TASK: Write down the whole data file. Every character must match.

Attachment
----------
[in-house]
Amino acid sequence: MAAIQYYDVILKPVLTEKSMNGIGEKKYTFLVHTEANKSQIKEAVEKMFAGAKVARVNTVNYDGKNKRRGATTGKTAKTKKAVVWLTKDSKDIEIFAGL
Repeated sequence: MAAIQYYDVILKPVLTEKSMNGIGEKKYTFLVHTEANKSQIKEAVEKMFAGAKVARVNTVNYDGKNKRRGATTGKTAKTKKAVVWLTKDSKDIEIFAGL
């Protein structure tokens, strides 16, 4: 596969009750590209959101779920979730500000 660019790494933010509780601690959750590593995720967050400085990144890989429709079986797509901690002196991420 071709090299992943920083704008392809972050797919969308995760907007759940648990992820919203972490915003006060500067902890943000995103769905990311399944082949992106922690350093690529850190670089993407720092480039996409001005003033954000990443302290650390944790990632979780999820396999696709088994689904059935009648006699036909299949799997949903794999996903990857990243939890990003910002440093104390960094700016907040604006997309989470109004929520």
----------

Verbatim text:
[in-house]
Amino acid sequence: MAAIQYYDVILKPVLTEKSMNGIGEKKYTFLVHTEANKSQIKEAVEKMFAGAKVARVNTVNYDGKNKRRGATTGKTAKTKKAVVWLTKDSKDIEIFAGL
Repeated sequence: MAAIQYYDVILKPVLTEKSMNGIGEKKYTFLVHTEANKSQIKEAVEKMFAGAKVARVNTVNYDGKNKRRGATTGKTAKTKKAVVWLTKDSKDIEIFAGL
């Protein structure tokens, strides 16, 4: 596969009750590209959101779920979730500000 660019790494933010509780601690959750590593995720967050400085990144890989429709079986797509901690002196991420 071709090299992943920083704008392809972050797919969308995760907007759940648990992820919203972490915003006060500067902890943000995103769905990311399944082949992106922690350093690529850190670089993407720092480039996409001005003033954000990443302290650390944790990632979780999820396999696709088994689904059935009648006699036909299949799997949903794999996903990857990243939890990003910002440093104390960094700016907040604006997309989470109004929520």